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Publication numberUS5133658 A
Publication typeGrant
Application numberUS 07/669,086
Publication dateJul 28, 1992
Filing dateMar 15, 1991
Priority dateMar 15, 1990
Fee statusPaid
Also published asDE4108296A1
Publication number07669086, 669086, US 5133658 A, US 5133658A, US-A-5133658, US5133658 A, US5133658A
InventorsJean-Bernard Le Monnier de Gouville, Bernard Dane
Original AssigneeSourdillon
Export CitationBiBTeX, EndNote, RefMan
External Links: USPTO, USPTO Assignment, Espacenet
Gas burner, particularly for household appliances, adapted so as to be secured against the effects of high fluctuations of the primary air pressure
US 5133658 A
Abstract
Gas burner, particularly for household appliances, comprising a burner body (1) having a peripheral side wall (5) defining an enclosure with an outward opening and at least one air-gas mixture supply orifice (13), which enclosure is adapted to contain a "soft" flame able to withstand sudden pressure variations of the primary air brought to the burner and to re-activate the flames of the burner should they be blown out, characterized in that it further comprises at least one chamber (15) situated behind the supply orifice (13) of said enclosure (11) and itself having a gas mixture supply orifice (16) with a cross section substantially equal to or greater than that of the supply orifice (13) of the enclosure, this chamber being configured so that the air-gas mixture which is contained therein forms a buffer cancelling out or attenuating the sudden pressure variations of the primary air admitted into the burner and so that the flame of the enclosure is maintained.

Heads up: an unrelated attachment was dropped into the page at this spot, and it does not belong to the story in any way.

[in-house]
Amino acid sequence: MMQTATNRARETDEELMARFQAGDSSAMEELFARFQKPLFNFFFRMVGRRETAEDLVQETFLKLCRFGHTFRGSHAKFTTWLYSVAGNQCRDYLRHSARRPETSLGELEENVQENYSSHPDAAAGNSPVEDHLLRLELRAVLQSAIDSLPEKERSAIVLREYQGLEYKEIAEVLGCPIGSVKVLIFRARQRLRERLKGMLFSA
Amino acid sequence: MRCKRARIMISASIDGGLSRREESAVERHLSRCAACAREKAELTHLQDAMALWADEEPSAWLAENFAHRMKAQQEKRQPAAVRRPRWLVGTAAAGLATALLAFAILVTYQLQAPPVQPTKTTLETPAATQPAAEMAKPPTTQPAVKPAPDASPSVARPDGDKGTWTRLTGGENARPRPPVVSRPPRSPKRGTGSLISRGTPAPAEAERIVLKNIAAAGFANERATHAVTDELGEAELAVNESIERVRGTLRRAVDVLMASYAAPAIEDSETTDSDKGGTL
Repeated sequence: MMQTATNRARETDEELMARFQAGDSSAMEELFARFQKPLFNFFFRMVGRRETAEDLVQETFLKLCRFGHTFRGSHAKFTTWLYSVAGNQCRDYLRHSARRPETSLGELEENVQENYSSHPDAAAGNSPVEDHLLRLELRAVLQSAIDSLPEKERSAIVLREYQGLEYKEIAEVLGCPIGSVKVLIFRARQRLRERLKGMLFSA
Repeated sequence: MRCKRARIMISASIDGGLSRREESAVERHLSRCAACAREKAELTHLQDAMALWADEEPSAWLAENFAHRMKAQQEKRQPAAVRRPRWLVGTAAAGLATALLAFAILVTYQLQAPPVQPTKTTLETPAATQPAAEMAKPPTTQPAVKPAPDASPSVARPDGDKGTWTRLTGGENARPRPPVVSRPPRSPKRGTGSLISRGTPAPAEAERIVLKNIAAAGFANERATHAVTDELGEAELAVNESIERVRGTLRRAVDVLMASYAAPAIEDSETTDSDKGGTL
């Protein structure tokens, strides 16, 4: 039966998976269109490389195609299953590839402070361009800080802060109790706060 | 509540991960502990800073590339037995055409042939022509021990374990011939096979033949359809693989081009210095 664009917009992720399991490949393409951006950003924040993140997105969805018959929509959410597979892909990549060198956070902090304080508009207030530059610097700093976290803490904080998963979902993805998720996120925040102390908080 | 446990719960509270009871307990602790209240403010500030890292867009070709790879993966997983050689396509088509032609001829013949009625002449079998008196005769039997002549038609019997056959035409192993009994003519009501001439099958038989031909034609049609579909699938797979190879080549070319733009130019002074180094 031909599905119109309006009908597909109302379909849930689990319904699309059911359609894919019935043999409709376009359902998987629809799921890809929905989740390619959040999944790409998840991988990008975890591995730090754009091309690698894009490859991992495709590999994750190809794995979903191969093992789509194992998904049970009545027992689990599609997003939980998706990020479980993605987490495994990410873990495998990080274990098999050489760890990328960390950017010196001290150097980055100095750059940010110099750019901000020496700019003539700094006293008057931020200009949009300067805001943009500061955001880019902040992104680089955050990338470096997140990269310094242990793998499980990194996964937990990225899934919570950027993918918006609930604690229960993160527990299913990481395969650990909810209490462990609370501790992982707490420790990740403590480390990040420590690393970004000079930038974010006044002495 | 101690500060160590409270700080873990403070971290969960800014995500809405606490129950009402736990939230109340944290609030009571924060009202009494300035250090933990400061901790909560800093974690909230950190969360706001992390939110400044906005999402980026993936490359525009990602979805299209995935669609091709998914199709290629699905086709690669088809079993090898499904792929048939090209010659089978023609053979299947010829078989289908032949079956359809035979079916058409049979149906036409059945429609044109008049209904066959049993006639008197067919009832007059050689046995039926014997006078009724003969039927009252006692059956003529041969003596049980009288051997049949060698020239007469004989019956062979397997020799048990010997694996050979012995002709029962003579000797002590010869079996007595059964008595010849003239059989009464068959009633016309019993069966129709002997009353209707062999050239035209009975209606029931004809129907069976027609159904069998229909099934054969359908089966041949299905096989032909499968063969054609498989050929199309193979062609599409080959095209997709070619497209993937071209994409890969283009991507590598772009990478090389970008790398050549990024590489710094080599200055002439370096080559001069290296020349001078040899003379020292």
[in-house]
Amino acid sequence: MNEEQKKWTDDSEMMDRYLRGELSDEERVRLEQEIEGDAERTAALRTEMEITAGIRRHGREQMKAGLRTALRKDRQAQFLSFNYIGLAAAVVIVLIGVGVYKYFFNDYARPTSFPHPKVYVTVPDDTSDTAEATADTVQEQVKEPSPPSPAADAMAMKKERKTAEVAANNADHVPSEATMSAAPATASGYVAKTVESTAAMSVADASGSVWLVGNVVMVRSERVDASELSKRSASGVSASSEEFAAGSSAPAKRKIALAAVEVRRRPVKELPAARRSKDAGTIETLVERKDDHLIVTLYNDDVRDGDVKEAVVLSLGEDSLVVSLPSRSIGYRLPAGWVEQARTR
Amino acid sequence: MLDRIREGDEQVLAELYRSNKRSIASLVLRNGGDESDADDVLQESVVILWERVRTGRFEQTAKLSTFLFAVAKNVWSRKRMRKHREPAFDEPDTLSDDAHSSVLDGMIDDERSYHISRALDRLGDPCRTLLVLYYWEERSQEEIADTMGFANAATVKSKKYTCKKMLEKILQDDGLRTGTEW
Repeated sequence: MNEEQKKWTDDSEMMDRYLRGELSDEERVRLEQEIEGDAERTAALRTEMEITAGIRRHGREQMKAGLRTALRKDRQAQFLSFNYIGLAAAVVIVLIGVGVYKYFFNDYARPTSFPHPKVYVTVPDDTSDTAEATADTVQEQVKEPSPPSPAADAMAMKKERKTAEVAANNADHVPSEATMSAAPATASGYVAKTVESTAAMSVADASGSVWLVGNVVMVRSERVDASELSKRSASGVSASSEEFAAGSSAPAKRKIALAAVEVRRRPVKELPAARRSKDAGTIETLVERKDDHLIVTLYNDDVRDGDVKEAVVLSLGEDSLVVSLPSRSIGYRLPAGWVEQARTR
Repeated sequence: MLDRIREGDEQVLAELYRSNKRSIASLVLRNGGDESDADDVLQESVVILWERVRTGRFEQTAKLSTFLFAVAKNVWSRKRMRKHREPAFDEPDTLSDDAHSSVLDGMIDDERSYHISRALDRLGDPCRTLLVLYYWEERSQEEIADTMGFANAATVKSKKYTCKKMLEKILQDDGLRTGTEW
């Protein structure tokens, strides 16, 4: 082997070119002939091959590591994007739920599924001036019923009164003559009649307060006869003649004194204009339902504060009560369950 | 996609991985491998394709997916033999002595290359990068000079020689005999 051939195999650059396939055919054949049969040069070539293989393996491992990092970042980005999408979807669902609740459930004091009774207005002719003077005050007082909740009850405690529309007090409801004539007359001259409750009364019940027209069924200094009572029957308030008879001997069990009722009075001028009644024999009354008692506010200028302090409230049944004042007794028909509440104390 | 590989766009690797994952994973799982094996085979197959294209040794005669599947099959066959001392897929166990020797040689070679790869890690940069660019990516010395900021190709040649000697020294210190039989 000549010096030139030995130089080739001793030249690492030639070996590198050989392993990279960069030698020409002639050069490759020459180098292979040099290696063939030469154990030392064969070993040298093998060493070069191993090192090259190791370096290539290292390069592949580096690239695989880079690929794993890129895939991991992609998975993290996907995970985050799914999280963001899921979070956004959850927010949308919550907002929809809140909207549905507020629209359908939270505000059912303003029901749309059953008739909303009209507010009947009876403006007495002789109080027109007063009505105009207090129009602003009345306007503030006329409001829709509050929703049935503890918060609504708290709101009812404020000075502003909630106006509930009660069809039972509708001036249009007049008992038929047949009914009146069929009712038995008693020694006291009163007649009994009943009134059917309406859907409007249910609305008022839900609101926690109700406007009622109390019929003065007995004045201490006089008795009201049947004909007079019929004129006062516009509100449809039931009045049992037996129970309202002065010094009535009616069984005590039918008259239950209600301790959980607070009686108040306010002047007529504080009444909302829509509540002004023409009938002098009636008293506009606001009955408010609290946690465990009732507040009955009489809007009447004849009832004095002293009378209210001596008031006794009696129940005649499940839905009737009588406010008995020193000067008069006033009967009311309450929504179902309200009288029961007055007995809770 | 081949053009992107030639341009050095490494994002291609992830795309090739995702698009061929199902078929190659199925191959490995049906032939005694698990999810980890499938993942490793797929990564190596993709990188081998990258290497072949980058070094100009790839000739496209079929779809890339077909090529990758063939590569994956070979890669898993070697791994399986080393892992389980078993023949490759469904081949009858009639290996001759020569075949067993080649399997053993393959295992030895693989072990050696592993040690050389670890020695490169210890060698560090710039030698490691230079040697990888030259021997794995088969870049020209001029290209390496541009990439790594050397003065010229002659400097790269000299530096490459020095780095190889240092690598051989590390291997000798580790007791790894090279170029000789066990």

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Claims(6)
We claim:
1. A gas burner, particularly for a domestic appliance, comprising:
a burner body having a peripheral side wall,
main flame orifices distributed around said peripheral side wall,
at least one recess in said peripheral side wall extending radially inwardly and being outwardly opened through an outlet opening,
at least one combustible primary air-gas mixture supply orifice opening into said recess, said supply orifice having a cross-section sized such that the combustible mixture flows into said recess with a speed equal or close to a flow speed of the combustible mixture through said main flame orifices,
said recess having such an inner volume that an expansion of said combustible mixture in said recess is possible in such a manner that pressure inside said recess is equal or close to static pressure and said outlet opening of said recess having a cross-section sized such that combustible mixture flowing through said outlet opening has a flow speed being from about 7 to 12 times less than the speed of the combustible mixture flowing through said main flame orifices,